For three years I made a solid effort of turning my passion into a business. Over The Moon Magazine provided spiritual inspiration for the modern woman but in a way that read more like a fashion magazine than scripture, and felt more like sipping champagne than burning incense.

Each year we hosted the Over The Moon Ball, a night filled with fancy dresses and fine champagne. We got our tarot cards read and watched burlesque dancers dance. We were inspired by speakers who shared their lives with us, and we toasted them in our sequins.

But in 2016, I closed the magazine, and the ball for good. What I learned can be best summarized by Elizabeth Gilbert in her book Big Magic:

I’ve always felt like this is so cruel to your work—to demand a regular paycheck from it… There is no dishonor in having a job. What is dishonorable is scaring away your creativity by demanding that it pay for your entire existence.

Before I started Over The Moon Magazine, I worked as a marketing executive in the tech industry. And though I truly loved my time there, I spent most of it completely consumed by the notion that I should be “following my passion.” And that that passion should be making me a living.

For 18 months, I even quit my job in tech in pursuit of that passion. I worked full-time for my magazine and put all my time, money, and energy into it; but in the end it wasn’t enough. We were never profitable, and by the end I was paying money out of my own pocket just to keep it afloat.

Overtime, the burden of “trying to make money” completely negated the passion I once felt for it. Every decision I made wasn’t because I wanted to do so, or felt impassioned by it. It was because I needed to make money. I was broke, and I was putting a lot of unnecessary strain on my husband who had taken on the role of breadwinner while I experimented with entrepreneurship.

And so I made the hard, but necessary, decision to shut down the magazine. Over the past several months I have closed the magazine indefinitely and returned to work as a marketing executive in the tech industry. And it has truly been one of the greatest blessings of my life. I now have the time and the money to do the things I love, with none of the burden of owning a business.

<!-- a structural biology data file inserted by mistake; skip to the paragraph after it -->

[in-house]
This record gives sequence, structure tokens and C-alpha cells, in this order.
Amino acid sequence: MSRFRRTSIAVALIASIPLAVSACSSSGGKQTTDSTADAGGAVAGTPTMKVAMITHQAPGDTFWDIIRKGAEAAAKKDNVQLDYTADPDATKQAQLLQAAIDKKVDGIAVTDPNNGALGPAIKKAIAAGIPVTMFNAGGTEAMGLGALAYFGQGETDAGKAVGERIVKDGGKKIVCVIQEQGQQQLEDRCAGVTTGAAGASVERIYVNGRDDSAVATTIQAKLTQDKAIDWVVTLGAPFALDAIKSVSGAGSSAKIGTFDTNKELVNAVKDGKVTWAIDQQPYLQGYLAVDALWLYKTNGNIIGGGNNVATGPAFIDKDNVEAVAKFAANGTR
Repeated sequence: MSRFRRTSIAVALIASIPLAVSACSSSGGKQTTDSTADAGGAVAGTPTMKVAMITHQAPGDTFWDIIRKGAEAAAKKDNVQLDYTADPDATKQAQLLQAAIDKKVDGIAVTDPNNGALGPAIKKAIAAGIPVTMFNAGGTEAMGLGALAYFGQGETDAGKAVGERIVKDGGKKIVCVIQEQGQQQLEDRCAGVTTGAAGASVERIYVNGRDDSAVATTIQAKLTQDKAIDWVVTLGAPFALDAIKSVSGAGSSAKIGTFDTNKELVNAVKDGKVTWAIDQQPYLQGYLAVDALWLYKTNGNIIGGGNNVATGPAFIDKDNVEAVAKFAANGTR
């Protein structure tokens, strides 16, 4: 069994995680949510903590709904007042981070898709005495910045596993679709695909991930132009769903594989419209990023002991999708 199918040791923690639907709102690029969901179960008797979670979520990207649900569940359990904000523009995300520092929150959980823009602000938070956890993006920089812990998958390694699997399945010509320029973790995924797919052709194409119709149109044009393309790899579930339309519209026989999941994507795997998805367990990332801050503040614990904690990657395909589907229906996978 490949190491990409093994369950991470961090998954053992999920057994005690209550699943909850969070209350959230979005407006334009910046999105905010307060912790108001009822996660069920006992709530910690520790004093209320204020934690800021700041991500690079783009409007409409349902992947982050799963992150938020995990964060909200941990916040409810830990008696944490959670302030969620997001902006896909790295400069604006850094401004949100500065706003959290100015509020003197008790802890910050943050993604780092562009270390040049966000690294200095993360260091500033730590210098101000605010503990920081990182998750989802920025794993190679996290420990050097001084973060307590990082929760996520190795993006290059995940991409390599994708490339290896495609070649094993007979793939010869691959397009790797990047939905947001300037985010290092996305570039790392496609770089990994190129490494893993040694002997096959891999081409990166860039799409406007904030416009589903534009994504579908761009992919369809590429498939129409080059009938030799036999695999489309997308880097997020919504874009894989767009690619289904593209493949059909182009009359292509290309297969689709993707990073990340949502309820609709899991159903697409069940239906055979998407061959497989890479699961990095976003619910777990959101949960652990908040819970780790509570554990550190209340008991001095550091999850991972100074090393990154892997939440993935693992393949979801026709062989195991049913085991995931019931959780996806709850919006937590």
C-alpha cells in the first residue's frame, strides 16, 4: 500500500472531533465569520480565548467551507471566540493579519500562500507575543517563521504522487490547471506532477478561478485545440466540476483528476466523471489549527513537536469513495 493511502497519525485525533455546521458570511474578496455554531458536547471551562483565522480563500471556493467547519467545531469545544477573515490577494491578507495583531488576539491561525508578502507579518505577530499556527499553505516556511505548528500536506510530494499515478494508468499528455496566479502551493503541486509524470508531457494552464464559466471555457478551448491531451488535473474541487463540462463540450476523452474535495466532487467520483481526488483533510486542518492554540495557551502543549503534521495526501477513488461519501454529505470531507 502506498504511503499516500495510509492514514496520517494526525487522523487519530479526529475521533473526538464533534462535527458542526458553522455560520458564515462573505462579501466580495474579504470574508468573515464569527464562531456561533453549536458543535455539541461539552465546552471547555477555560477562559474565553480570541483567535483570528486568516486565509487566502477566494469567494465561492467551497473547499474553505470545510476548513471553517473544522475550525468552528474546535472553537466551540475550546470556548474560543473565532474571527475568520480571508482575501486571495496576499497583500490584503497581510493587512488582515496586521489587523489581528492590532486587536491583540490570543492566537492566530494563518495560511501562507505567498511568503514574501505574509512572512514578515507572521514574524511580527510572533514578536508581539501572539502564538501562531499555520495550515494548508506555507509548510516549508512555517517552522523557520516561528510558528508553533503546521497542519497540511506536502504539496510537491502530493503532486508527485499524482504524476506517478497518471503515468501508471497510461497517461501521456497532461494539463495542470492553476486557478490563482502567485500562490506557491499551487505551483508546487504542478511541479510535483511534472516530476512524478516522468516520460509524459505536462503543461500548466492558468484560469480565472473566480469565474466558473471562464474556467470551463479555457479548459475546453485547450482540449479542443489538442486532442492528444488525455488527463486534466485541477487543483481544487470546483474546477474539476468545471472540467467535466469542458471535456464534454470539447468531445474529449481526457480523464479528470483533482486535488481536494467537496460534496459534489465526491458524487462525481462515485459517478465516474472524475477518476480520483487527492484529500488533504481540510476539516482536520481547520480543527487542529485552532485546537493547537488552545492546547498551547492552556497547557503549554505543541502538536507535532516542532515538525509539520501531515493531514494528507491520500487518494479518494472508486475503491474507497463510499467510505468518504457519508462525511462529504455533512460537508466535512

Because of this gift, I was able to afford to spend a month traveling in France with four of my best girlfriends. I signed up for season tickets at the theater, bought a six-month pilates package, and even treated myself to a beautiful Kate Spade bag. Luxuries that had all been previously put on hold in pursuit of “financial freedom.”

But more than merely easing the financial burden, the time away allowed me to ask the question, “What would I do if it didn’t have to make money?”

And the answer was “have a hobby instead.” I didn’t want to own a magazine. Part of me wonders if I ever really did. I wanted to write, and direct art projects, and throw fancy parties. But just for fun. Just for me. Not because I needed to make money, or to be an entrepreneur. But because I wanted to.

And so, though I have closed Over The Moon Magazine indefinitely, I now have a blog instead. With no business or agenda. Simply because I love to write. And I can afford to do this, because I have a day job supporting me. My blog is not my business. It is my side-project. Something I am doing just because I want to. And it’s better that way, I think.

Looking back now I can see that this was a necessary part of my journey. Five years ago, I’d sat at my marketing job and asked myself, “Is this really what I’m passionate about? Am I really passionate about marketing? Am I really passionate about technology?” And those quiet “no’s” led to years of discontent.

I told myself I had to be “pursuing my passion” and this wasn’t it. I had to quit my job and become a business owner. I had to make passive income so I could travel the world. And my husband had to support me while I did so.

But I’ve since learned something about passion. And that’s that I no longer want to chase it. Passion changes. It’s fleeting. And I’m convinced that if we follow it, we’ll never catch it. So I’ve decided to pursue curiosity instead. As Elizabeth Gilbert once again surmises in Big Magic:

“The stakes of curiosity are far lower then the stakes of passion. Passion makes you get divorced and sell all your possessions and shave your head and move to Nepal. Curiosity doesn’t ask nearly so much of you. In fact, curiosity only ever asks one simple question: “Is there anything you’re interested in?”

Today I am once again working in technology, and I once again have my passions on the side. But this time I am content with it. I even love it! And it allows me to pursue the curiosities and hobbies that have made my life richer and far more enjoyable as a result.

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